What is a feeling? Now that's the million-dollar question. When was the last time you really tried to define what a feeling or an emotion actually is?
Is an emotion purely a chemical process that happens to you? If you have ever experienced a feeling, you know it is way more than just a chemical process in your brain. The purpose of emotions has some perceptional qualities. Take a walk in the forest in the dark and just as your senses are heightened, your feelings are heightened. Using a more common example, during even just an ordinary day at work you emote, sense and feel your environment just as you do in your relationships with people.
Perception can easily be a purpose of emotions. Responding to environmental stimuli or to relationships is definitely a function of your emotions. You all have had the experience of walking by someone in a public area and feeling their acceptance of you. Their emotions are responding to their environment even though they may never have spoken about or thought much about their response.
Your emotions can respond to threats in your environment. You can respond emotionally if you feel someone is angry or upset at you. Try not to respond when your child does something amazing. Your emotions will just well up within you, again, without much thought.
Emotions can change an environment as well. Think of this as a function that few really understand and master except great actors and actresses. Take being around someone who just insists on staying positive, loving or excited. In time, their raw emotions can change the environment.
Now that we have a working understanding of what an emotion is and its purpose, I am going to switch topics and discuss what feelings are not. When speaking with clients of all ages, genders, beliefs and backgrounds, I am absolutely amazed at what people believe feelings and emotions really are. Some well-meaning therapists have told my clients some real whoppers as to what feelings are. In light of these experiences, I want to spend a few moments on what feelings are not.
Feelings are not facts. I know this may come as a surprise to some, but feelings are definitely not facts. The fact may be that you are having a feeling, but your feeling is not a fact.
Here is the problem: Feelings are genuine, but through some internal processes you can have misinterpretation before, during or after your experience of that feeling. You can assume meaning where no meaning can be found in the rational world.
Feeling a feeling is just that, a momentary event that in no way indicates a fact is within a hundred miles of your experience. As you move forward in your emotional fitness, you will be able to see that feelings are just feelings. Then you will also have less need to strongly interpret them. The more you lose your hold on a meaning or interpretation of an emotion, the healthier you will be for yourself and those around you.
Feelings are not truth. Some people go beyond the belief that their feelings are facts to a belief that their feelings are expressions of truth. For me, truth is external, never changing, while by definition, feelings are temporal and ever changing. Just today, you have probably had many different feelings. Some of you had different feelings about the same event or person as you collected more information or saw the situation through a wider lens.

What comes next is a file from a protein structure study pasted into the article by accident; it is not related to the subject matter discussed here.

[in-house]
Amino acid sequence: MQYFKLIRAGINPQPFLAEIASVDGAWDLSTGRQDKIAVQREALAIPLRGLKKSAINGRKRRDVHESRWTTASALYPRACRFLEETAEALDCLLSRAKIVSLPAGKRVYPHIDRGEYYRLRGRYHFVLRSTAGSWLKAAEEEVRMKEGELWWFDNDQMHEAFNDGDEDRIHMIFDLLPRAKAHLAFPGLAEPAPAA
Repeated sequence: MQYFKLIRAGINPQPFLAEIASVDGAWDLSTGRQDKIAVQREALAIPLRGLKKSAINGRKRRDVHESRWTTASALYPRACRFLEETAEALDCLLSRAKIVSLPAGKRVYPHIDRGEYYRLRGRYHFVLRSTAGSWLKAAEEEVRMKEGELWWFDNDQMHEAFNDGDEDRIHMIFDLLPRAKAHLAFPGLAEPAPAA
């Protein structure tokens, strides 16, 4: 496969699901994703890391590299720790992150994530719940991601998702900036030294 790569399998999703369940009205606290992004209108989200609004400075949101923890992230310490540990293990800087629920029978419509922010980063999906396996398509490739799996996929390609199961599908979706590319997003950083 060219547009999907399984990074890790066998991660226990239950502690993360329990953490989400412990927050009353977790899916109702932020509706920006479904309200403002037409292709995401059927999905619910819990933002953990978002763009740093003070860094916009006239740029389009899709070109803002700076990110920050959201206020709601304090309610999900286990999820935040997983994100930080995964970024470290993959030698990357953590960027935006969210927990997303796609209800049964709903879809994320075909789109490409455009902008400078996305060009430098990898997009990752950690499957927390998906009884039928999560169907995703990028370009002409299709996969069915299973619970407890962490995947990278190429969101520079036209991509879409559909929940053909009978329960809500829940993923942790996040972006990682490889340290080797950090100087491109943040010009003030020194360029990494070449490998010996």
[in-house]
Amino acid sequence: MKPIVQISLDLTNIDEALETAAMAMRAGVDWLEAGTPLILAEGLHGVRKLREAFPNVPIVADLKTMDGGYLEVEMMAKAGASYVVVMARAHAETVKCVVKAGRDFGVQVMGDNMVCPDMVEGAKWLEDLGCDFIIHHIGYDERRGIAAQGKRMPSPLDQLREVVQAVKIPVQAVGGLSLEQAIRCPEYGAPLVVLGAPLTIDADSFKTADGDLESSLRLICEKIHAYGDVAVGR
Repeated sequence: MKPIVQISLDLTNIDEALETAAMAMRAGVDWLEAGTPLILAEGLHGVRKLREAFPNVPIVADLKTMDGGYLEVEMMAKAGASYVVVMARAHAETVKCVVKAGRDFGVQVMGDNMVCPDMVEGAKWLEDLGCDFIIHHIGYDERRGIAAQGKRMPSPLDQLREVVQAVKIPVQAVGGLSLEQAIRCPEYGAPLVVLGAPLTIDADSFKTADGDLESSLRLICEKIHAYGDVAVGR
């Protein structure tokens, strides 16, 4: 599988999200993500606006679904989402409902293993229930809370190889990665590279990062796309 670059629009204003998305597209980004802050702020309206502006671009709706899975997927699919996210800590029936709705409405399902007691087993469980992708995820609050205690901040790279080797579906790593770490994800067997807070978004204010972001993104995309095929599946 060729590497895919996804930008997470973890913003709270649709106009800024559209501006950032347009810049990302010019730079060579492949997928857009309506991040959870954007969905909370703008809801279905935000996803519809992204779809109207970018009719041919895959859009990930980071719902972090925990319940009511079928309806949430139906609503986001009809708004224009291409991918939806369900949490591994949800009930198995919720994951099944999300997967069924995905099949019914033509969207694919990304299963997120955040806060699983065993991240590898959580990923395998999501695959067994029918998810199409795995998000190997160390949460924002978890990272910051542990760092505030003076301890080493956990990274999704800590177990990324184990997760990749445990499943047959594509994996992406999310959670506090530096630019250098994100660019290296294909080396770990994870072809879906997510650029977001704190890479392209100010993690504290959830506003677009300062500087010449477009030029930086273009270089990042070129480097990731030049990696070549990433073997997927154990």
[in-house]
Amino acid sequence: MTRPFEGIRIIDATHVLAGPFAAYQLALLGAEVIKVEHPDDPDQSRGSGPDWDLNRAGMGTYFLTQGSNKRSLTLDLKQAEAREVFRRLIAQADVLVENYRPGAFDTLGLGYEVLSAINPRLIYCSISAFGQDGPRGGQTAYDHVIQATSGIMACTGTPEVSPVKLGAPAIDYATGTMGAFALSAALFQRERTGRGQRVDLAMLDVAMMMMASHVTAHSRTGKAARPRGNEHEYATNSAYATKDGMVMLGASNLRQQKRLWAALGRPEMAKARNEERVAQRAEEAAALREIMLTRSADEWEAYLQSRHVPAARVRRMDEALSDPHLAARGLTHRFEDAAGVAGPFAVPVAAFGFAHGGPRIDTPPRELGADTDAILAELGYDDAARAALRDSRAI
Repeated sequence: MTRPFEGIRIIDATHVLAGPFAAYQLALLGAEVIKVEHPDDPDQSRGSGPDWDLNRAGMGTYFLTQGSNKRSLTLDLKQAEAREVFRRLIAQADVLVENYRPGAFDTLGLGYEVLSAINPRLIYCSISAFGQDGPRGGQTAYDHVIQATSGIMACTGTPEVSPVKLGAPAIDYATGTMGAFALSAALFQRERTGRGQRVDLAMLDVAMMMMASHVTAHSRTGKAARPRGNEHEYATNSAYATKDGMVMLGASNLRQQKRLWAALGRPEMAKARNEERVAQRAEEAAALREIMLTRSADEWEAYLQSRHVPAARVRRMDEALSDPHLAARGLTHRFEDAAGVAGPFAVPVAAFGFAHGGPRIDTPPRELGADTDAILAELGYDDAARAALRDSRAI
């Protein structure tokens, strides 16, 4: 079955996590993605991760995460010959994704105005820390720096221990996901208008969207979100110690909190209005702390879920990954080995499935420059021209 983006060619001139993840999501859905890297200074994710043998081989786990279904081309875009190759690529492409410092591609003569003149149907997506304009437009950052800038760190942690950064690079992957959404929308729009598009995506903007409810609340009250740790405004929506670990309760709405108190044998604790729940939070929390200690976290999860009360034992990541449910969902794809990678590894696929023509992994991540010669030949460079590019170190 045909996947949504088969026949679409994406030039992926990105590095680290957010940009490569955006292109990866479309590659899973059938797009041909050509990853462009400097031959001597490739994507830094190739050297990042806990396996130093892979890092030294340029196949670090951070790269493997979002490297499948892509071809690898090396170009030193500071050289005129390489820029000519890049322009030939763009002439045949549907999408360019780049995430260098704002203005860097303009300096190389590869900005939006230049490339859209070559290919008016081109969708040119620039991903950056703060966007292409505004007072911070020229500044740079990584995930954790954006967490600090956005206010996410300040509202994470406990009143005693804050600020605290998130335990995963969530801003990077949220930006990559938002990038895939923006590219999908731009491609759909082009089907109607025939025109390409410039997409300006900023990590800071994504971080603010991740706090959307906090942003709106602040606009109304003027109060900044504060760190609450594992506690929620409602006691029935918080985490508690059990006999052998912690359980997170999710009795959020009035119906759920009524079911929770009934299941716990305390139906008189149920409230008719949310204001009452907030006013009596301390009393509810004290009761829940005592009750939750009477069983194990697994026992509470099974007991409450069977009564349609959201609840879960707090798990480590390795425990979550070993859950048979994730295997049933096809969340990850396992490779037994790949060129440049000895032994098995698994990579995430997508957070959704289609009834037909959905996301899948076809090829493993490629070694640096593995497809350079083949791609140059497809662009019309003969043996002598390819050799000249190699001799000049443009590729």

When a person believes feelings are truth, he or she is set up to be regularly misunderstood, avoided and can become demanding, controlling and easily offended by anyone who doesn't agree with his or her emotional reality.
The danger zone happens when you see your emotions as truth, especially the absolute truth; you are on a dangerous path to insanity.
Your emotions need to be identified and processed for you to be emotionally healthy. As you move away from the perception that feelings are expressions of fact or truth, you will be more capable of having the ability to identify and process your emotions, leading you to emotional fitness.
Feelings are not needs. I have had clients improperly taught that their feelings are needs. The next thing they are taught is that their spouse or others are to meet these needs.
Let me clarify what a need really is. A need is not a want, desire, wish or luxury. A need is not something you need in order to be comfortable. A need is something you need to stay alive; without it you would die. Often people who buy in to the idea that emotions are needs enslave those around them to meet their needs for almost anything, and come to resent others when it doesn't happen.
When one person uses the word "need" repeatedly, it's not truthful and often causes others to feel manipulated and avoid the person, if possible. This person purchased an idea of "I feel, so I need, so someone else must meet my need."
They are close to the right idea. They do feel and, again, emotions are just emotions. An emotion can help you discover a lack in your immediate life. However, once you find a lack in your life, it is your responsibility to fill that lack and meet that need.
When we believe feelings are needs, we make life harder for ourselves and those around us. However, a feeling may lead you to a legitimate lack. When we take responsibility to address our emotional directives, we are more emotionally fit adults. My hope is that as you decide to take the journey of emotional fitness, you will be amazing as you experience feelings in your entire being.
Doug Weiss, Ph.D., is a nationally known author, speaker and licensed psychologist. He is the executive director of Heart to Heart Counseling Center in Colorado Springs, Colorado, and the author of several books including, Emotional Fitness. You may contact Dr. Weiss via his website, drdougweiss.com, by phone at 719-278-3708 or through email at firstname.lastname@example.org.
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